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borious journey, till at Calvary he finished his course upon the cross; insomuch that he could say, at the very time when his public ministry was most frequented and applauded, “ The foxes have holes, and the 56 birds of the air have nests, but the Son ♡of man hath not where to lay his head." But this was not the only, nor even the worst kind of poverty, to which he voluntarily submitted. • He made himself,” that is, he consented to be made, “ of no “ reputation.” For though multitudes occasionally admired and applauded him, yet these were generally persons in the lowest ranks of life. The rich, the learned, and the powerful, among the Jews, were statedly combined to distress him on every fide. They practised every art to defame his character, and to render both his person and his ininistry the objects of popular contempt and hatred : till at length they were permitted to prevail so far, as to get him condemned by a fentence of the supreme court of their own nation, and then adjudged by the Roman governor to the death of a llave; which was executed with every circumstance of indignity and torture that the most inventive malice and cruelty could devise. Thus poor did our Lord become ; not by constraint, or the hand of violence, for that was impossible ; but of his own free choice; as it is written, Philip. ii. 6,

circumstance must


8. “ He who was in the form of God, and

thought it not robbery to be equal with « God, made himself of no reputatio., and “ took upon him the form of a fervant, and

was made in the likeness of men: And

being found in fashion as a man, he humbled himself, and became obedient unto

death, even the death of the cross."

III. But for whose fake did he thus become poor? This is the third particular mentioned in the text; which manifests and commends the riches of his grace.--It was for us the children of men, creatures but of yesterday, whose foundation is in the duft. We are indeed poor in every sense of the expression. Our life is the gift of another, and wholly dependent upon His sovereign pleasure. All the materials for fupporting it lie without ourselves; we

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must go abroad in quest of them ; and the fame hand that provides them, can either withdraw them, or put them beyond our reach, or with-hold that blessing which alone can render them effectual for the fuf, tenance of that precarious life we poflefs : “ If he hideth his face, we are troubled ;, if “ he taketh away our breath, we die.”

Thus poor we all are, and necessarily must be, as creatures : but when I add, that we are finners, poverty is too feeble a word to convey the fainteft idea of our forlorn condition. A person may be

poor, and yet uwe nothing to any man: but sin is not merely want; it is positive debt. Again, a man who is both poor and in debt, may be healthy and strong ; so that by diligence and hard labour, he may not only procure the necessaries of life, but even be able in time to do justice to his creditors : but fin is disease as well as debt: it is the sickness of the soul, which wastes its strength, and renders it incapable of doing, nay, disinclined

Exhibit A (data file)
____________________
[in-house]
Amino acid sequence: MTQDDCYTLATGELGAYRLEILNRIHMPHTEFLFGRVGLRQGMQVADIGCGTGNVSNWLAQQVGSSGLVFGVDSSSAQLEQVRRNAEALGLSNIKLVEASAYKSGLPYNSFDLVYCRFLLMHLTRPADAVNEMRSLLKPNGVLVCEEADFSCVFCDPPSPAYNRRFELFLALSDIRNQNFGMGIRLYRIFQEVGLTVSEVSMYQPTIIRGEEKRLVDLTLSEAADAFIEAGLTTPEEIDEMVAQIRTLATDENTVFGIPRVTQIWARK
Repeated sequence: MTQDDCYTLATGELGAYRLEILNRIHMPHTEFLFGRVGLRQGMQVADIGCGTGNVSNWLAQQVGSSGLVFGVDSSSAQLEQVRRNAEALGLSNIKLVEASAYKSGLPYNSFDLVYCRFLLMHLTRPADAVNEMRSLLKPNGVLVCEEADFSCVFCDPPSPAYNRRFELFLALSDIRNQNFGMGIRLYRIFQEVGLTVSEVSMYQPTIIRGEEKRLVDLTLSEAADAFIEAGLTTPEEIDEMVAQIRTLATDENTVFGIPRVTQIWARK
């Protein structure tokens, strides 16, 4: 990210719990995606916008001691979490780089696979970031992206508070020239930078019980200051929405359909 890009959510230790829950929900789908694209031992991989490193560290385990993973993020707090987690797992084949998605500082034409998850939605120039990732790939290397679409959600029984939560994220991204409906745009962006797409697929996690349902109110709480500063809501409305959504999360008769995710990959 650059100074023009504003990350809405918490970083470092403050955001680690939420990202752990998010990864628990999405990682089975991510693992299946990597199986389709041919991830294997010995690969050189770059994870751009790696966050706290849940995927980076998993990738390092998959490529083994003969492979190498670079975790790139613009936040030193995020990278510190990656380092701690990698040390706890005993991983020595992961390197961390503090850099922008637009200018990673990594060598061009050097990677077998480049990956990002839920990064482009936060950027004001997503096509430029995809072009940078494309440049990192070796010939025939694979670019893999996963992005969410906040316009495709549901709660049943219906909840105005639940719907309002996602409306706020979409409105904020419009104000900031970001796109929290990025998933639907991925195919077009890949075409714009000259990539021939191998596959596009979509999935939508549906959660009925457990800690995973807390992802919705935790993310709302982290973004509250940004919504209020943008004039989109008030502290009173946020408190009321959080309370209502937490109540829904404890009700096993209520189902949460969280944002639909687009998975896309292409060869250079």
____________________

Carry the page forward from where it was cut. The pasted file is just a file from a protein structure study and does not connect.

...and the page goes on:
disinclined to attempt, any thing for the recovery of its health and vigour. Once more, the most infolvent


debtor may, by flight, get beyond the reach of his creditor : but to what place can a finner flee where God is not present ? whose essential goodness is the irreconcileable enemy of fin, and only clothes itself with justice to condemn and punish it. In short, our Lord's description of the Laodiceans, “ wretched, miserable, poor, « blind, and naked,” is the picture of eveFy

child of Adam in his natural state, with the same fatal inscription written over his head, " He knoweth it not." And did he who was rich ;-he whom we had offended; -he who stood in no need of us ;-he who passed by creatures of a superior order, leaving them to inherit the misery they had chosen, and in our punishment, as well as in theirs, might have displayed and glorified the perfection of his own nature ;--did he, I say, for our fakes become poor? How aftonishing this grace !--how impossible to be credited, if he himself had not declared it!

IV. Let us now inquire, in the fourth place, for what end was it that he did this?

It would justly have been deemed an act of uncommon generosity, had he fimply discharged the debt we were unable to pay, that being relieved of that burden, we might be at liberty to earn a scanty subsistence by our future labour and industry. It would have been a higher act of generosity, to raise us at once above poverty, and the fear of want, by supplying us from his own stores with the necessaries of life, “ feeding us, as Agur expressed his wish, “ with food “ convenient for us." But the grace of our Lord Jesus Christ proposed an end still higher than this : He become poor, faith the Apostle, “ that we might be rich ;" that is, possessed of every thing that could render us completely happy. Here it is that grace shines forth in its sweetest and most transcendent glory. But how shall we describe what e eye hath not seen, nor ear heard, neither « hath it entered into the heart of man tơ “ conceive?” The best assistance I can give jou, is to select from Scripture a few of those passages that speak of the riches which Christ doth at present confer upon

his people; and then leave your own minds to



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